3 Reasons for Gold Demand in India

India Gold Wedding

Throughout history, gold has been considered an indispensable and auspicious part of Indian customs and traditions. The poorest households will scrape together money to adorn the bride with ornamental gold jewelry. According to the World Gold Council, weddings constitute around 50% of annual gold demand. Celebrities that will flaunt a concerning large amount of flashy gold rings, necklaces, and accessories.

This is by no means a tradition of the past. Indians bought over 20 tonnes of gold during the spring festival of Akshaya Tritaya. Apart from culture and tradition, the popularity of gold in India can be attributed to a few other reasons:

Savior in a Crisis

If you ever resort to watching Indian soap operas, you will know the importance of gold in society.  Often a central plot point occurs when a devastated Indian female resorts to pawning off her gold. This is so that the money obtained can keep the household running. This is representative of the highly liquid nature of the asset in South Asian countries. It is a fool-proof investment opportunity since its value has shown a worldwide steady trend upwards. Fluctuations in the yellow metal are usually related to financial or geopolitical distress.

Indian Wedding Gold

Easy Way Out

As of 2018, the World Bank reported that nearly 80% of Indians have a bank account. Now even if they do have a bank account, a large section of the rural population treat banking procedures with suspicion and confusion, leading to many inactive accounts. This is without taking into account the ineffective Indian bureaucracy and taxes that further entangle the pitiful situation. Thus, the majority of the population turns to gold as a savings option. Not only does it guarantee a rise in value and financial security, but it is also a comfortable option associated with tradition and history.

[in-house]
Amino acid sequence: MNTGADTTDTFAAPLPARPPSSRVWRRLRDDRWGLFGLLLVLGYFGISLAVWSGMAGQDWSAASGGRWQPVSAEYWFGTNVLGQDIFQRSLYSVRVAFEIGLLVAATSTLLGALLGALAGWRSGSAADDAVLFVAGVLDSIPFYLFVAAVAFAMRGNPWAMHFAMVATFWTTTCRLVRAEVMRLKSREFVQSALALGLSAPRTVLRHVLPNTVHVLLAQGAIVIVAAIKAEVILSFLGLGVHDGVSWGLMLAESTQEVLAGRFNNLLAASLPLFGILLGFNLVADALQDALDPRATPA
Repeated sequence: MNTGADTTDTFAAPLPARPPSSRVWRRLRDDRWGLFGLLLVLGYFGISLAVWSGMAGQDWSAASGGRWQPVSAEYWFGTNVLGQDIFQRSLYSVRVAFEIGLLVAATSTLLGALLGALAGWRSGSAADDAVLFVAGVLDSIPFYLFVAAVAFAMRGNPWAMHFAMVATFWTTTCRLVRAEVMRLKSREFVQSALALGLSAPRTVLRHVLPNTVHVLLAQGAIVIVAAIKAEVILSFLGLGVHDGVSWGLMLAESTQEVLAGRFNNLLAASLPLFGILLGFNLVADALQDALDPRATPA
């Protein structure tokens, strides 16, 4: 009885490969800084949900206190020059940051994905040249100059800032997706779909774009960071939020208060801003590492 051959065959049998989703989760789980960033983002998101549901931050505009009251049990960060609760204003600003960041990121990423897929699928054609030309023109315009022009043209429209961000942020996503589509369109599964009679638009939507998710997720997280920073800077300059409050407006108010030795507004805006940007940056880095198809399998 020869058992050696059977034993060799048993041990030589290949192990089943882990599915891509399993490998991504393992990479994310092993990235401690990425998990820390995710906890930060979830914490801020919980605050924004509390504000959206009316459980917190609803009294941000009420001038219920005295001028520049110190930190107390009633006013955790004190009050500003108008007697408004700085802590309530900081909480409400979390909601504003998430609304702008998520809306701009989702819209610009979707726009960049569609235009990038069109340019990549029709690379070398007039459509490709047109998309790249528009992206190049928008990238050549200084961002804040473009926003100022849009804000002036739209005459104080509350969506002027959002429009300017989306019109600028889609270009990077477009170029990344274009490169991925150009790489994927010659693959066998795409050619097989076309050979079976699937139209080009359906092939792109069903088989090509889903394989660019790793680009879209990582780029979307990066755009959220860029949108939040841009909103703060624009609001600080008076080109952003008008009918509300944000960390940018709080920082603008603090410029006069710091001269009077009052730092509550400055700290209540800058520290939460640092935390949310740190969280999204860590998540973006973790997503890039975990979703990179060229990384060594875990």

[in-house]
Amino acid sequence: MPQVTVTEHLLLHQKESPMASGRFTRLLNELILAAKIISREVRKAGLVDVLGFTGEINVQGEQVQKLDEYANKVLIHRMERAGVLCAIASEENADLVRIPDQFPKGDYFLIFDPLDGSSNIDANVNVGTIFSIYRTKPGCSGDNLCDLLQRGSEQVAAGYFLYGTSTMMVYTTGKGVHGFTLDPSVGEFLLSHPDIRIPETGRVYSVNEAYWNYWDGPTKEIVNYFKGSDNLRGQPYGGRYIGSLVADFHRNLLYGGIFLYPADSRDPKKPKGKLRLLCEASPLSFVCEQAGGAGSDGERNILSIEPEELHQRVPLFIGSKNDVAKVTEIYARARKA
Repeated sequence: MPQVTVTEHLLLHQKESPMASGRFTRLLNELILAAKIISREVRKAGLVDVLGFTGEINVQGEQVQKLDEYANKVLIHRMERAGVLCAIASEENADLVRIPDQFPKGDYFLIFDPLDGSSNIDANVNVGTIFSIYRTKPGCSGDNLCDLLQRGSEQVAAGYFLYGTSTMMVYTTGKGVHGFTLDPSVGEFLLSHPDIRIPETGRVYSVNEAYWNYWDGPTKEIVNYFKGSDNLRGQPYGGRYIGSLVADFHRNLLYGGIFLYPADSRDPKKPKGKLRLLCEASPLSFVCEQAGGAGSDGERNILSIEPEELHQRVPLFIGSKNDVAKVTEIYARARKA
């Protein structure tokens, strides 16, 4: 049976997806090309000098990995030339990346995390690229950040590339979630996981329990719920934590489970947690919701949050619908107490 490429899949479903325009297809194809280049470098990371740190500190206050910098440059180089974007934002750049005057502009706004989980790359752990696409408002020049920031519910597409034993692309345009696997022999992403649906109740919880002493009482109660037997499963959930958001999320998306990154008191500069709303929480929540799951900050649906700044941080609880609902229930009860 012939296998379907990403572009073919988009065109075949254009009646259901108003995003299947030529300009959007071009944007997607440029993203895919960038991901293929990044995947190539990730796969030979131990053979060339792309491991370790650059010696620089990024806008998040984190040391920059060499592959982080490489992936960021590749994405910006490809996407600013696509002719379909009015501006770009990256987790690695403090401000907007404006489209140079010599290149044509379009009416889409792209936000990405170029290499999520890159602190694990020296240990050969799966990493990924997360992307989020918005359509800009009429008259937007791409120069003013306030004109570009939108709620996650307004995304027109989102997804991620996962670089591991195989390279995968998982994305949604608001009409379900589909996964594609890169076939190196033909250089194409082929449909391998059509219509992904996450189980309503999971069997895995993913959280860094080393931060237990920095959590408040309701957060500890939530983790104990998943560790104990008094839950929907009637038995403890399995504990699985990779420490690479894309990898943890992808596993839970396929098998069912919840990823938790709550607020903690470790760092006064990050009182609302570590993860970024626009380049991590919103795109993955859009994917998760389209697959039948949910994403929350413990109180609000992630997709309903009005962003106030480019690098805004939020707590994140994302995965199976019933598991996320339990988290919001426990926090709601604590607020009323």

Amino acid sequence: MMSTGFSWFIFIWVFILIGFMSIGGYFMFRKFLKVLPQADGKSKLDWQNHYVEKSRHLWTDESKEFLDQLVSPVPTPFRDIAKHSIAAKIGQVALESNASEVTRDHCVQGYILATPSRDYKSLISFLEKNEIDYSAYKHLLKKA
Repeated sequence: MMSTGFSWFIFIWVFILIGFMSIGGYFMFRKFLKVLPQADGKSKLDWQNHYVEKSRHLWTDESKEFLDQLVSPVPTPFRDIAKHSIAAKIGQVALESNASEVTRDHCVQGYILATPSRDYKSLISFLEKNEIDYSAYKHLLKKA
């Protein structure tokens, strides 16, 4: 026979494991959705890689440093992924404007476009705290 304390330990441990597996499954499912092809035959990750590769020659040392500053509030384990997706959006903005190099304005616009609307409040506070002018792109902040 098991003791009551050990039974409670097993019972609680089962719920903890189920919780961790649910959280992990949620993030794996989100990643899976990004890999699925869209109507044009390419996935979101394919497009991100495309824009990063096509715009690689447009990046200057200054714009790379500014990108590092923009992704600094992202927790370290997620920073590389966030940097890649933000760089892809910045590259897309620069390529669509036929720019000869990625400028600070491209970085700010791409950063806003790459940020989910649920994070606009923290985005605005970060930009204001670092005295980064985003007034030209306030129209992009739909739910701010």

Fighting Inflation

For a long time now, economists and the Indian government have been trying to steer households away from physical investments and towards financial assets. Investments in financial assets can generate greater opportunities for the economy, as your savings are another person’s investments. However, this is a tricky situation. As reported by the Reserve Bank of India, “..if nominal interest rates on some financial assets do not keep pace with inflation, households may reallocate their savings towards other assets, such as, physical assets or valuables such as gold (which is not part of household savings)”

The combination of a government that tries to encourage cheap borrowing and a steady inflation rate leads to a not-fun situation for savers. The nominal savings rate is often not enough to meet the rising prices, and thus, households turn to gold. Its value has steadily increased over time and will continue to do so. Moreover, the cultural connotations ensure that it will remain a steady fixture in Indian society.

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